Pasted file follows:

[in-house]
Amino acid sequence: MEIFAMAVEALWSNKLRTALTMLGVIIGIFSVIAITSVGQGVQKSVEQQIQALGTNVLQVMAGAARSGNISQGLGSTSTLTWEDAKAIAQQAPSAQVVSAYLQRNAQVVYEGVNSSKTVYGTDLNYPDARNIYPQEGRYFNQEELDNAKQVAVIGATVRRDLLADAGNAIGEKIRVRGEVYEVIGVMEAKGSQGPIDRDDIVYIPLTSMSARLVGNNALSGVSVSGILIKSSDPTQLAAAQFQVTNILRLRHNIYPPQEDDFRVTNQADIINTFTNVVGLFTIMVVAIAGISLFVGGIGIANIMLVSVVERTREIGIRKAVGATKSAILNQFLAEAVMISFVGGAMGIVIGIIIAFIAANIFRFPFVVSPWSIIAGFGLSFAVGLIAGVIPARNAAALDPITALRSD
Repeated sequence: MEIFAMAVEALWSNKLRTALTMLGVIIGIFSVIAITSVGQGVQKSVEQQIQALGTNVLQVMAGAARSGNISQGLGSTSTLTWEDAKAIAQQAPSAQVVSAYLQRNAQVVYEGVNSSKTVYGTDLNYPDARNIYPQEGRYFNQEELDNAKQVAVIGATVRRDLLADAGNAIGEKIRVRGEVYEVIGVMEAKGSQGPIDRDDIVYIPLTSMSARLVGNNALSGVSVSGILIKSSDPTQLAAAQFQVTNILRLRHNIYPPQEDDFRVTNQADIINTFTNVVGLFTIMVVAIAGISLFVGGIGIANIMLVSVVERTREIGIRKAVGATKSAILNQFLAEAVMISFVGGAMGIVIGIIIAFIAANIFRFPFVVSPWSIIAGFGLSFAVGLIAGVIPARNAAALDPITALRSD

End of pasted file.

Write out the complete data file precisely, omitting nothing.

[in-house]
Amino acid sequence: MEIFAMAVEALWSNKLRTALTMLGVIIGIFSVIAITSVGQGVQKSVEQQIQALGTNVLQVMAGAARSGNISQGLGSTSTLTWEDAKAIAQQAPSAQVVSAYLQRNAQVVYEGVNSSKTVYGTDLNYPDARNIYPQEGRYFNQEELDNAKQVAVIGATVRRDLLADAGNAIGEKIRVRGEVYEVIGVMEAKGSQGPIDRDDIVYIPLTSMSARLVGNNALSGVSVSGILIKSSDPTQLAAAQFQVTNILRLRHNIYPPQEDDFRVTNQADIINTFTNVVGLFTIMVVAIAGISLFVGGIGIANIMLVSVVERTREIGIRKAVGATKSAILNQFLAEAVMISFVGGAMGIVIGIIIAFIAANIFRFPFVVSPWSIIAGFGLSFAVGLIAGVIPARNAAALDPITALRSD
Repeated sequence: MEIFAMAVEALWSNKLRTALTMLGVIIGIFSVIAITSVGQGVQKSVEQQIQALGTNVLQVMAGAARSGNISQGLGSTSTLTWEDAKAIAQQAPSAQVVSAYLQRNAQVVYEGVNSSKTVYGTDLNYPDARNIYPQEGRYFNQEELDNAKQVAVIGATVRRDLLADAGNAIGEKIRVRGEVYEVIGVMEAKGSQGPIDRDDIVYIPLTSMSARLVGNNALSGVSVSGILIKSSDPTQLAAAQFQVTNILRLRHNIYPPQEDDFRVTNQADIINTFTNVVGLFTIMVVAIAGISLFVGGIGIANIMLVSVVERTREIGIRKAVGATKSAILNQFLAEAVMISFVGGAMGIVIGIIIAFIAANIFRFPFVVSPWSIIAGFGLSFAVGLIAGVIPARNAAALDPITALRSD